You want to pack on muscle, but you have a few pounds of extra belly fat that you’re trying to get rid of. You’re drawing up a workout plan (or finding one on the web) and wondering what you should aim for: weight loss or muscle gain. Should I lose weight before gaining muscle? Or should I work for muscle and then cut the fat later? What’s the answer?
One of the most popular misconceptions in the fitness industry is that losing fat and gaining muscle completely separate processes that cannot be completed at the same time. “But what about cutting and bulking?”, you may be wondering. Cutting and bulking aren’t really related to general weight-loss or lean muscle gain. “Bulking” is putting on mass in the hopes that it’s mostly muscle, but with the acceptance that some of the weight will be fat, and “cutting” is dropping off the excess fat while maintaining muscle mass. Losing weight and building muscle can be achieved at the same time, and many people do this with or without realizing it.
One of the important requirements for losing fat and gaining muscle simultaneously is that you restrict your intake of carbohydrates. If you’re trying to drop weight, there’s a chance you’ve already cut some carbs. If not, lose the burgers and beers and see how much faster your body burns through fat. Dropping your carbohydrate intake causes the body to use fat for fuel. For what your goals are, this is good. Your body will burn more fat per workout to leave you shredded AND built.
How To Look At The Weight Loss/Muscle Gain Process
Another common misconception is that weightlifting is not an effective way of losing weight. Treadmills and ellipticals aren’t the only tools you have in the gym to lose weight; in fact, any exercise can help you lose weight. Weight is not lost through any certain activity, but by burning more calories than you are taking in. If you’re trying to drop a few pounds, look at exercising by its caloric expenditure.
There are several exercises with high caloric expenditures and can be performed in quick succession to blast fat away. This principle is called circuit training, and is one of the most popular workout methods out there. In fact, circuit training is more effective than steady-state cardio in terms of calories burned and duration.
Another benefit of circuit training is that it is a very flexible type of training in which several exercises can be used – including muscle building exercises. Most fitness classes at gyms have some type of dumbbell, medicine ball or other resistance to add more difficulty and caloric expenditure to the circuits; but it’s not 100% dedicated to weight loss, increasing resistance is one of the key principles to building muscle.
Check out this great example of a calorie-burning circuit by fitness expert Tony Horton:
Adding a Split or Full Body Routine
If you aren’t too hip to the idea of circuit training, don’t worry. An easy way to switch up your weight loss workouts to pack on muscle is to add weight training to the beginning of your workout. Adding a simple full body workout or split workout to your exercise routine not only helps you put on muscle, but assists in weight loss by burning extra calories.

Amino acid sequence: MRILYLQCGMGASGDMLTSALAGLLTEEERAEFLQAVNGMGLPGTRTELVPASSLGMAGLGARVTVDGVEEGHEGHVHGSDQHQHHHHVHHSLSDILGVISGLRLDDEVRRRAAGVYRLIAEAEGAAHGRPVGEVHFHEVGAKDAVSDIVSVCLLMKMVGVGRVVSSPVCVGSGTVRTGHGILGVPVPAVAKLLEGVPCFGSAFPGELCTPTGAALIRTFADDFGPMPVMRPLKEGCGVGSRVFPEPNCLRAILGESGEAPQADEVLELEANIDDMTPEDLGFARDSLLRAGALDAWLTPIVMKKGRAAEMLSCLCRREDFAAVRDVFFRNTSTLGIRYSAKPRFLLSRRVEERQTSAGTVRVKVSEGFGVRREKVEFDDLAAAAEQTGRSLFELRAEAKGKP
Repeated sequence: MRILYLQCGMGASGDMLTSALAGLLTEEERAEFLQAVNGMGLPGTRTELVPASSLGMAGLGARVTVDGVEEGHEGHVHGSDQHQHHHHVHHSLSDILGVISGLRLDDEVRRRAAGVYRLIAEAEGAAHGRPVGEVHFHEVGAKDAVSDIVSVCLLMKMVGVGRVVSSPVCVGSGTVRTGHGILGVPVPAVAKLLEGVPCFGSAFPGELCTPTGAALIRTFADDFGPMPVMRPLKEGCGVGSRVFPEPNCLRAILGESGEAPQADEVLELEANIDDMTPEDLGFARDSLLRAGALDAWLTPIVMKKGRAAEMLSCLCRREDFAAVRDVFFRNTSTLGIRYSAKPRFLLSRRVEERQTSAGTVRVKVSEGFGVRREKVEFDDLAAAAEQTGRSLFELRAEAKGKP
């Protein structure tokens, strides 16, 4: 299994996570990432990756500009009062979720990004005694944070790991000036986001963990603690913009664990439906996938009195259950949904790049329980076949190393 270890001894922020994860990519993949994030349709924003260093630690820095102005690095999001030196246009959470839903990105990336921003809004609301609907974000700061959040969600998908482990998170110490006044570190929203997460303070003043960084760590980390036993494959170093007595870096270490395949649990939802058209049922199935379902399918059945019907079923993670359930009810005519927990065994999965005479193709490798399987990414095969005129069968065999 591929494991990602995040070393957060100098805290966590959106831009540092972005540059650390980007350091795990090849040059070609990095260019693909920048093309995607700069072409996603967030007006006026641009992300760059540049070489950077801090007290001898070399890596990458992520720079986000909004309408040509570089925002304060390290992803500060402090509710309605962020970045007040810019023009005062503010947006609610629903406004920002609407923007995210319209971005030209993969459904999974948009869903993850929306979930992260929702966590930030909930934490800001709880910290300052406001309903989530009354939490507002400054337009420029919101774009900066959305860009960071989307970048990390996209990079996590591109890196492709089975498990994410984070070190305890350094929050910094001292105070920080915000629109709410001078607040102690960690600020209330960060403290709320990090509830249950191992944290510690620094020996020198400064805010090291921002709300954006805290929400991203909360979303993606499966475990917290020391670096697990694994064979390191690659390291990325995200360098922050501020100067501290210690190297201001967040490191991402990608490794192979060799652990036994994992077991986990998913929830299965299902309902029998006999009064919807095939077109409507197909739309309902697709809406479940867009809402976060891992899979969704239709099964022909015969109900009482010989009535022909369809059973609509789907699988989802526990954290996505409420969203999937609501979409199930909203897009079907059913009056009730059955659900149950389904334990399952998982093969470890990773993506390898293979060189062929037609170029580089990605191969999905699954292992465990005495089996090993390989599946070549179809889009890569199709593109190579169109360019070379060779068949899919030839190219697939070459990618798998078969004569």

Full body workouts can vary greatly by both exercises and rep ranges. The general rules are 1-2 exercises per body part and 2-4 sets per exercise. Reps can be adjusted based on your goals. If mass gain and weight loss are your goals, you should aim for 10-12 reps per set.
If a full-body routine doesn’t fit in with your time allowance, or you’re doing cardio several times a week and you want to split your body parts up into smaller workouts, consider adding a split routine to your regimen.
A split routine basically works 1 or 2 muscle groups per day, and there are hundreds of split routines out there. Popular split routines include a push/pull (pushing movements such as bench press and military press one day and pulling movements like rows and deadlift on another) and different pairings of chest, shoulder, arm, leg and back exercises.
Since you’re cutting your caloric intake to keep the weight off, these methods of adding a full-body workout or split will not turn you into Arnold Schwarzenegger, but you will gain some muscle as long as you’re keeping your protein intake high.
Adding a Complex
If you’re an experienced lifter, but you want to focus on weight loss rather than muscle gain and are not sure how to go about it, adding a complex can be a great way to make gains in muscle and strength while still burning a large amount of calories.
Think of a complex as a more intense version of a circuit. Basically you’ll load up a barbell with a light weight (especially when you’re starting out) and you’ll do 3 or more exercises without putting that barbell down, i.e. 8 squats, 8 good mornings, 8 deadlifts and 8 hang cleans would be one set.
Here’s a perfect example of a complex built completely around a kettlebell:
If you’re not completely comfortable with all of the lifts of a complex, do NOT perform it. This is an intense workout and good form is paramount to performing it correctly and remaining injury-free. Start by completing sets of these individual exercises separately and work your way up to a complex.
Losing weight and gaining muscle are not as separate or exclusive as popular opinion dictates, and can be achieved at the same time with hard work and a little know how. Changing your body is all about changing your habits: cutting out the majority of your carbohydrates, switching up your cardio by adding circuit training to your workouts and adding complexes, splits or full-body workouts to your weekly regimen are all changes that may not be easy to implement on top of your busy schedule, but they will get your body where you want it. Be sure to get enough water, get enough protein and watch your form – the rest is all up to you and the choices you make inside and outside of your gym.